College Why Am I Here Again???
Making the transition from high school to college is a big step. It s like going from childhood to adulthood in a month s time. There isn t any obligation free cash in the morning on the way to school, and there aren t any monotone teachers endlessly reminding you to turn in your homework. There isn t even a thrill from skipping class because it only results is a loss of your own hard-earned money and an incomplete set of Sociology notes. Luckily, there also aren t any long-winded mothers forcing you to wash dishes, goofy little sisters asking to play one more round of PayDay, or prying neighbors wanting to know about your past semesters grades.
The conversion has to be made in every aspect of your life in order to function properly. It s almost like a renovation, stripping out the old tacky stuff you bought in the early eighties, and replacing it with new and improved high-tech gizmos fresh on the market. A renovation of the mind, body, and spirit.
The renovation process has to start somewhere, why not from the inside out. The mind requires the most extreme overhaul of all the three parts. College is totally optional, so the process of psyching yourself up for four to six more years of the main thing you complained about for the past sixteen years takes some effort. Once you get your mind in college mode, you then have to check to see if it s programmed for doing good, making due, or What was I thinking Lord please, I need a miracle. Hopefully if your starting the college process in the first place, and plan to finish it, you do it with the right frame of mind.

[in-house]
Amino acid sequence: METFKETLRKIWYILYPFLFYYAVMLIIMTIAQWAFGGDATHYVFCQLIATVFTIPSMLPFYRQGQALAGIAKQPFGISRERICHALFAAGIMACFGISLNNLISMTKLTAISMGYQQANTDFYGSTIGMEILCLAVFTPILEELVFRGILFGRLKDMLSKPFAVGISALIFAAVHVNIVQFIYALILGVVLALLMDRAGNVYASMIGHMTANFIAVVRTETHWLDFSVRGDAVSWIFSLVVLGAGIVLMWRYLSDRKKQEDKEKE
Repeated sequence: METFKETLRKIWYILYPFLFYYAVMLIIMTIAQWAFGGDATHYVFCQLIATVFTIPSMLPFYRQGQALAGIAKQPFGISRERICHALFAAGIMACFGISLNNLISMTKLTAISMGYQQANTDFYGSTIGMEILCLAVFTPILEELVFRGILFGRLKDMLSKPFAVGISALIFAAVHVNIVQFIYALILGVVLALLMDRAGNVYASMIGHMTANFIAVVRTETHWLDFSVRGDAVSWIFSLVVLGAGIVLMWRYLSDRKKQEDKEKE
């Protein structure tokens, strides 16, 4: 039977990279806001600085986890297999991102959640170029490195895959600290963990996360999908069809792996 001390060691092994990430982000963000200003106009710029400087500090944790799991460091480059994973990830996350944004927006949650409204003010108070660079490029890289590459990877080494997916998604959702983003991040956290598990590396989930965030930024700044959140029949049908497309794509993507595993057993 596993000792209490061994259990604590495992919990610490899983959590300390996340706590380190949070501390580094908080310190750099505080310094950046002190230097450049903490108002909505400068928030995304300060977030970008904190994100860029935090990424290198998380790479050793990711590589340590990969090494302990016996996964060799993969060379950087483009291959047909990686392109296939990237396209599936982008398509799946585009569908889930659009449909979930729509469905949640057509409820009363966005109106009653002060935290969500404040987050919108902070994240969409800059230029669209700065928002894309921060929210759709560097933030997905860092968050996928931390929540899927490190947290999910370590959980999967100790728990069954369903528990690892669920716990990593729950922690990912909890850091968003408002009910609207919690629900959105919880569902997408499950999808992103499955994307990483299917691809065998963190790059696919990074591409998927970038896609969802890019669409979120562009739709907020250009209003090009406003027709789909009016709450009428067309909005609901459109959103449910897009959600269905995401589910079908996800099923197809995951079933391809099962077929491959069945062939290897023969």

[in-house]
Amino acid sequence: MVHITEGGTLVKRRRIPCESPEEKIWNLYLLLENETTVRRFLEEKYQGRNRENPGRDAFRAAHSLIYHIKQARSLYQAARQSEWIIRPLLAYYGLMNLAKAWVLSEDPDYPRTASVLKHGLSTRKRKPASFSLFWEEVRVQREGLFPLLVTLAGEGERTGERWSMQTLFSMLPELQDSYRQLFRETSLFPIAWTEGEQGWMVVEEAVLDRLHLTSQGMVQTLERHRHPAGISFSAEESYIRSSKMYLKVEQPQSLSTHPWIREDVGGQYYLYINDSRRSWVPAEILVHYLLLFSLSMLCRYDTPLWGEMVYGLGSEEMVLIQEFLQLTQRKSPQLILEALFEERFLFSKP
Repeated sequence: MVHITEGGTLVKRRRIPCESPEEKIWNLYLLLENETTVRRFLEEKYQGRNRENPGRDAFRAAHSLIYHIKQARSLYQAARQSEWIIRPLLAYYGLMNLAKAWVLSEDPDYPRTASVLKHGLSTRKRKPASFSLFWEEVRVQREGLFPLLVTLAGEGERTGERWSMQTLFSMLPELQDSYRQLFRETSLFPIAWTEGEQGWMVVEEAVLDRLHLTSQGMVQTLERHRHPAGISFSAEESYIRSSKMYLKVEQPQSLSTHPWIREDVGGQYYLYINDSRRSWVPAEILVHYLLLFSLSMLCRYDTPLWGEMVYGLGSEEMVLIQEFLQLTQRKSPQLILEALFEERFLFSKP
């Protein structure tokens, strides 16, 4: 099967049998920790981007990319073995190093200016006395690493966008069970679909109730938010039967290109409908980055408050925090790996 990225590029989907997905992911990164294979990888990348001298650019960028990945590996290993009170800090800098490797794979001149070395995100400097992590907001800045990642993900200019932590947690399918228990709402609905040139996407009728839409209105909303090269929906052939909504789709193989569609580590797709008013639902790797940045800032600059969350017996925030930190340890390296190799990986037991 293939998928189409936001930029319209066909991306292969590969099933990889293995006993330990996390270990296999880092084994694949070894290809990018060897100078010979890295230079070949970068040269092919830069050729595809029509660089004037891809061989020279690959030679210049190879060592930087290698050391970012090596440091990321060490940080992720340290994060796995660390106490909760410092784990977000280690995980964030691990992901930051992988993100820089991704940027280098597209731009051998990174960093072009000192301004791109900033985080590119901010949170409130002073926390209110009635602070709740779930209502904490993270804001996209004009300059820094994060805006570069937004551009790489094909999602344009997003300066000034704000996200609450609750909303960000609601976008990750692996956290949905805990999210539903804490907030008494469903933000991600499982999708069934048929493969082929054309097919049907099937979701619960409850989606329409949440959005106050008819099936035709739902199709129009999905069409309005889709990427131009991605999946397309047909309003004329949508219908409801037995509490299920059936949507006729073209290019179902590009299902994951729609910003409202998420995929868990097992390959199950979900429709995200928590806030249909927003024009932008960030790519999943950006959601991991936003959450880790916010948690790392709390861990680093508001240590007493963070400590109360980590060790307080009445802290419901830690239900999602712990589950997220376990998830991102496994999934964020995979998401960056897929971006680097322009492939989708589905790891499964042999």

You cannot let the body go to waste in the conversion process. Many students may think that this is the easiest component to maintain but they are wrong. It is the hardest. College is draining, emotionally and mentally, but mainly physically. There isn t any time to exercise later, because there isn t a later. Everything runs on right now time. Your friends may ask you what you are doing; your response will automatically be Right now? Reading. This response does not very much, even when the question does. Later that day, someone may ask, What are you doing later? Generally, your answer will be Nothing right now, I should be reading. Take notice of the similarities. I suggest you take a book when you go to exercise. Read while you sit on a stationary bike (take notice of the word stationary ) or study while you do the stair climber, just don t become another victim of the freshman fifteen.
The most important element of the transformation process happens to be the spirit. The spirit will keep you going in the best times, the worst times, and all the times in between. You must have a strong spirit before you come to college. Strong enough to withstand the late night study sessions, the boring lecture classes, and the thirty-page reading assignments. If you can handle eighteen years at home with your parents, you defiantly can handle four years in college. After being at home, most people are ready for war.
Being away at college may also call for adjustments in a few other areas. Food, shelter, and clothing are necessities for everyone, but they can cause drama in the life of the average college student. For instance, Mickey D s, BK, DaVinci s, and Dominos pizza can be your best friends or your worst enemies. Late in the midnight hour when there is no one else to call, there will always be two things to depend on, the Lord and the Jimmy John s man. A great teacher once introduced a quote in class that stated, You are not, what you eat. It is my suggestion that you pay attention to this quote because everyone eats garbage every now and then, even if they don t mean to. If college will do nothing else for you, it will expand your horizons when it comes to snack-food, fast food, and ramen noodles.